For a generation, “Beverly Hills 90210” cemented Luke Perry’s legacy as he redefined bad-boy archetypes with his portrayal of iconic sensitive teen Dylan McKay. In the years that followed, his career ranged from guest work on HBO’s “Oz,” to regular self-parody, to seemingly coming full circle as the father of a teenager on The CW’s “Riverdale.”
But one of his most important roles was came in a 1992 film that helped redefine a genre. Directed by Fran Rubel Kuzui and written by Joss Whedon, “Buffy the Vampire Slayer” is not remembered as a classic, for good reason. Much of the action is clumsy both in its choreography and its direction, no one in the cast seems to agree as to what kind of movie they’re making, Donald Sutherland is literally just making up his own dialogue, and the tone veers from self-serious drama to wild camp.
When Whedon later got the opportunity to take his original concept and craft some truly groundbreaking television, it was apparent just how badly Kuzui misinterpreted his script. Nevertheless, the film was a slumber-party favorite for girls of a certain age, thanks to its bloodless PG-13 violence and muted sexuality.
And it gave us Buffy’s paramour, Pike. As the romantic interest for Buffy, Perry’s character rewrites romantic-comedy history as the male lead who’s not the film’s lead, a man who changes himself to better serve his beloved, and doesn’t feel threatened by her strength.
When we first meet him, Pike is drunk, broke, and bumming around Los Angeles with his best friend Benny (David Arquette). Then he sees cheerleader-turned-slayer Buffy (Kristy Swanson) laying waste to the vampires and commits himself to aiding her quest. (He even shaves!)
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Unlike many female action leads, Buffy isn’t a trauma victim, or on a revenge quest; she’s fighting vampires because that’s her ancient calling. These abilities don’t emasculate Pike; in fact, they inspire him to support her fight. Pike wasn’t a supposed “nice guy” who resents the female hero’s powers (not to subtweet Xander Harris, but…); he likes her because of her strength, not in spite of it. He might show up in a bad-boy leather jacket to the school dance — and he lends it to her, just before she goes to slay the bad guys.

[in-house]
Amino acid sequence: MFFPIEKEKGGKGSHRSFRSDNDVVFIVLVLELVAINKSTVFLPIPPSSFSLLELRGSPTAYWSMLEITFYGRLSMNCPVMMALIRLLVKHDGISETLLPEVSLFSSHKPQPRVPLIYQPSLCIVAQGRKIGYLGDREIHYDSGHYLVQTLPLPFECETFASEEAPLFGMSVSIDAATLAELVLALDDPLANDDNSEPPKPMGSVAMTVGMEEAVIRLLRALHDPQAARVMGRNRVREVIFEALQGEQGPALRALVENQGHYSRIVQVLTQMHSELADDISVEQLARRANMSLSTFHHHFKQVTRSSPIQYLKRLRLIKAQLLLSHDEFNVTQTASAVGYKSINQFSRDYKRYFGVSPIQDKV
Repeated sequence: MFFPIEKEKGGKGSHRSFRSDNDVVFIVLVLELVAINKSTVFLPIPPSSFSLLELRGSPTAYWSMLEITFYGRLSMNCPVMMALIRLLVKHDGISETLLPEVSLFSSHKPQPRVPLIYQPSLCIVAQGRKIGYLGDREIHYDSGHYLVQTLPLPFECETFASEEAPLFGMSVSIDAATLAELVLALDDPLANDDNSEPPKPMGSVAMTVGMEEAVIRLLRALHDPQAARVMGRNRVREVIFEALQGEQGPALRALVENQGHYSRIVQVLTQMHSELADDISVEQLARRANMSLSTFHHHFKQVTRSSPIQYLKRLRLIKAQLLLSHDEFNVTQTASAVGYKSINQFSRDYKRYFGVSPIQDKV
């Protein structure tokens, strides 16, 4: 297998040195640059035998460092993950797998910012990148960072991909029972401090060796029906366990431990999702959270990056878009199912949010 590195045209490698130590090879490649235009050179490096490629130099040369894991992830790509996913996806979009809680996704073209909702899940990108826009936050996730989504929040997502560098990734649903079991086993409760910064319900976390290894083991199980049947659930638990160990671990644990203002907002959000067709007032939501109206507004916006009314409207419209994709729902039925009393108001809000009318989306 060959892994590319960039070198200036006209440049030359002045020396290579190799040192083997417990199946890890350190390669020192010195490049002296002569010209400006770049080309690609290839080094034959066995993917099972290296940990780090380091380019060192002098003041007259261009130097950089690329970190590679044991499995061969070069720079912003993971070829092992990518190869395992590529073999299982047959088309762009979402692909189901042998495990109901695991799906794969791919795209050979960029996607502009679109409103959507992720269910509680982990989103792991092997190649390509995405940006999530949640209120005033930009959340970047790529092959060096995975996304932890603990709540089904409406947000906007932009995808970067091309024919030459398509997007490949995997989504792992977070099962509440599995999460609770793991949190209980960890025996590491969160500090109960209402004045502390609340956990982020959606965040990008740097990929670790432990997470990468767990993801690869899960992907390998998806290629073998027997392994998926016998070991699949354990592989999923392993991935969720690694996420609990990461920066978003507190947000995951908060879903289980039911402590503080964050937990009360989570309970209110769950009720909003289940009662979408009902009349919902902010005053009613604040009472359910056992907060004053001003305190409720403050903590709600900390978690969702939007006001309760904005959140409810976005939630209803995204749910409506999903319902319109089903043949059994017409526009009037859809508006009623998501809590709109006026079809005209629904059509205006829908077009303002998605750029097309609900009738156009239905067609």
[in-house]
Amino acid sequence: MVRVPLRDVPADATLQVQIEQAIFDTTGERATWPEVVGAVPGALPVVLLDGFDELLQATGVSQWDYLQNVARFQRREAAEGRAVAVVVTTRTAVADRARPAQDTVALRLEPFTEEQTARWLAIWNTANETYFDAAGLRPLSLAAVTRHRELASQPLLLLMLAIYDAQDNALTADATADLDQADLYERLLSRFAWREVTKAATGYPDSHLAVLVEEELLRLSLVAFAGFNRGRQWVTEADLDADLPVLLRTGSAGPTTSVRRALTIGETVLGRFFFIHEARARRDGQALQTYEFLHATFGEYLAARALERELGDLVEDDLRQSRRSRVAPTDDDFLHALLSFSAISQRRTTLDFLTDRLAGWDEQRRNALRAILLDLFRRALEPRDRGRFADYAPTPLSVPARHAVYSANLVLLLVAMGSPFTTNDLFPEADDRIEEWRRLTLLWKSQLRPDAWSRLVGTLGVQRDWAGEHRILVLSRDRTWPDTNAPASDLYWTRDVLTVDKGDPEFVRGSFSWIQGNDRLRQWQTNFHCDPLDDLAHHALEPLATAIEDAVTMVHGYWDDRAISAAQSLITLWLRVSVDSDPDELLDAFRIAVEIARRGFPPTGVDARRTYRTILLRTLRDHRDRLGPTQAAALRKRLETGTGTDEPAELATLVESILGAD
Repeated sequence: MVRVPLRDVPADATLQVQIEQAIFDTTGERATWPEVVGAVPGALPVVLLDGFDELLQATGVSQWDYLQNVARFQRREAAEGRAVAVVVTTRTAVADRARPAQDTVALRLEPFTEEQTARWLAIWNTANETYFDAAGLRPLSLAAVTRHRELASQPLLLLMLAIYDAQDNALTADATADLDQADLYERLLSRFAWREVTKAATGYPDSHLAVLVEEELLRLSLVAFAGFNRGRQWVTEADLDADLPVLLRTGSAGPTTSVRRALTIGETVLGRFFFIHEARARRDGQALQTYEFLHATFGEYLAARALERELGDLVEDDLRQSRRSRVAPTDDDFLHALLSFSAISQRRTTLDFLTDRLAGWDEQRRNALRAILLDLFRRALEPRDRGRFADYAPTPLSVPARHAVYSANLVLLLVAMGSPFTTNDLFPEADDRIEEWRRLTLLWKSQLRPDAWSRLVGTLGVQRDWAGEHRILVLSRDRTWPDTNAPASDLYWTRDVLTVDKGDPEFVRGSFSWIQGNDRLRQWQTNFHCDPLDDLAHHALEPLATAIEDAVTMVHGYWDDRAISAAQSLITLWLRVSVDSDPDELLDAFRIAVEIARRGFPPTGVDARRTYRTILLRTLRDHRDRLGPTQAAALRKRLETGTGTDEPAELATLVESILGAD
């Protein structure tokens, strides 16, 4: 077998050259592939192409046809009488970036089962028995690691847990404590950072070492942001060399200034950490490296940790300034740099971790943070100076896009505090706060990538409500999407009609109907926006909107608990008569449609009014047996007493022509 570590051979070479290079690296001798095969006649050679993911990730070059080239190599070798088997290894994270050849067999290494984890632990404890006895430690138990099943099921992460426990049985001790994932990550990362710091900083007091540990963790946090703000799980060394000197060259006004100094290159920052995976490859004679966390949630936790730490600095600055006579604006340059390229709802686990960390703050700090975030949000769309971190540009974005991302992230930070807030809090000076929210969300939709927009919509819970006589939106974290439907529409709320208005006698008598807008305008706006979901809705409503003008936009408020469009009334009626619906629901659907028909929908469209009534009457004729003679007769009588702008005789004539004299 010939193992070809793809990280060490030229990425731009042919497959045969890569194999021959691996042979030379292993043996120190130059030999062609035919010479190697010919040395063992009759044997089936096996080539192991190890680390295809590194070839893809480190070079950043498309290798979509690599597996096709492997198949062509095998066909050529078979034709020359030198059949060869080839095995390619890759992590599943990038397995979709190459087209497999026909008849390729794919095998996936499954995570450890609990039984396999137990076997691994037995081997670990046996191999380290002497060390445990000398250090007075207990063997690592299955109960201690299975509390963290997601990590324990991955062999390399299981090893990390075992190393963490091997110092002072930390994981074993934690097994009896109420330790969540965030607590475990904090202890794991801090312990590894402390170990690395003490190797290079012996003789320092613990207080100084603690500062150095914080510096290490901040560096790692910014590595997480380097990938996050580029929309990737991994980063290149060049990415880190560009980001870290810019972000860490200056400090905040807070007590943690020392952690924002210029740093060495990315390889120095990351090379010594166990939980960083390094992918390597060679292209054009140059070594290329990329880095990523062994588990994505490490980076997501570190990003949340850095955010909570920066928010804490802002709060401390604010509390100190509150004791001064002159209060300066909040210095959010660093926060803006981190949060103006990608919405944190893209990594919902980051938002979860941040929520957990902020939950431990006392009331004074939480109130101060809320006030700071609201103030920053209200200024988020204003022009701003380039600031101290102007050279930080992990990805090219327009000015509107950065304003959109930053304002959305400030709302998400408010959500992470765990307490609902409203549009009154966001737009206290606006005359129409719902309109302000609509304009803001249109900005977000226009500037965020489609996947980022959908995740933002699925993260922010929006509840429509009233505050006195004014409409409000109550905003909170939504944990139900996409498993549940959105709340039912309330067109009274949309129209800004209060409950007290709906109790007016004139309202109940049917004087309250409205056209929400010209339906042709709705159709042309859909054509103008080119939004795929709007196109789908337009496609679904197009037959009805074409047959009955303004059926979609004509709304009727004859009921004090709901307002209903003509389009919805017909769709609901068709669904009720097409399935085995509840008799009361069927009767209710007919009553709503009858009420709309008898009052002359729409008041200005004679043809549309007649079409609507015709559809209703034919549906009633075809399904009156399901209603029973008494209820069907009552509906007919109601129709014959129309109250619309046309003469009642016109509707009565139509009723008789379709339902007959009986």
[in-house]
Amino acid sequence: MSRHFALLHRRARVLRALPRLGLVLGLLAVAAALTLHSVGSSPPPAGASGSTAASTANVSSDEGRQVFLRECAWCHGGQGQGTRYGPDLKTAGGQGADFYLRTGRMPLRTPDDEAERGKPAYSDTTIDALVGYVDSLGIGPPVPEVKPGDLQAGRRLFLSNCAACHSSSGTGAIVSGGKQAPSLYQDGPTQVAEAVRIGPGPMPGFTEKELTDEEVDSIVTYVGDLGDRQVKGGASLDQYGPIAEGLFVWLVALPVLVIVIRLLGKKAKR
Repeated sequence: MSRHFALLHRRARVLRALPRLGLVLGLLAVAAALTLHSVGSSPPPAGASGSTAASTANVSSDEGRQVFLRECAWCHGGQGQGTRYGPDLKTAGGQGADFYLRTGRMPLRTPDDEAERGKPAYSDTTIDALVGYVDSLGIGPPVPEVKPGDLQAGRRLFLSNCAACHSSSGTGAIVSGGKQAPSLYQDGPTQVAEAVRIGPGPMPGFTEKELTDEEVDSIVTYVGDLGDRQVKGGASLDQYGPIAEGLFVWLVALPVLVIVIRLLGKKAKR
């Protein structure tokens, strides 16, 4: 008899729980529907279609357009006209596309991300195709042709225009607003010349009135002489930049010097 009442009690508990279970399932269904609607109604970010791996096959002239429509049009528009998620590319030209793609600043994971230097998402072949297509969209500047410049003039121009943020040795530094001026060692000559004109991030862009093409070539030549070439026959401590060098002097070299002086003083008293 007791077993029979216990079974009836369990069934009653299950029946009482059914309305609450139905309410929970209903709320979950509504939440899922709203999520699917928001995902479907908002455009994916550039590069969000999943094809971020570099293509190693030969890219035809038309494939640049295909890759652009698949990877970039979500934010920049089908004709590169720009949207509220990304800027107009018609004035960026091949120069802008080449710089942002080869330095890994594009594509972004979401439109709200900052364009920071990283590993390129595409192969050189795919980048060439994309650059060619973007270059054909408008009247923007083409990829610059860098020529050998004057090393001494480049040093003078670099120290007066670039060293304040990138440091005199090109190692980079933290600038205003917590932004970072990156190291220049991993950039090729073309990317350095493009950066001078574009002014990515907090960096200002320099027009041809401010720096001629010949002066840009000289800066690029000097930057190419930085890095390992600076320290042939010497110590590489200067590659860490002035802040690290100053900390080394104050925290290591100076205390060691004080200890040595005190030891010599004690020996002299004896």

At this point in film history, Buffy was not the first notable female character to lead an action or horror film. But Sarah Conner’s only love died tragically, and Ellen Ripley was too busy trying to survive alien attacks to worry about romance. Most importantly, both “Alien”/”Aliens” and “The Terminator” films were rated R — the target audience was not young women. “Buffy,” for the right age group, provided both an inspirational character as well as a romantic relationship that, for the time, was relatively empowering.
Just look at the poster for the film:
Looking back 27 years ago, positioning the young male lead — especially one who happened to be burning up television screens — as the supportive sidekick to an ass-kicking female hero seems downright revolutionary, and Perry’s innate decency and good humor made Pike believable in the role. When Pike and Buffy dance together, the dialogue captures a relationship between equals, the sort of power balance that even today feels like a rarity on screen:
“Suppose you want to lead?” he says.
“No,” she replies.
“Me either,” he says, and together, they start to sway.
“This is a good thing,” she says.
In life, everyone gets multiple opportunities to make an impression on the world. Luke Perry made use of his.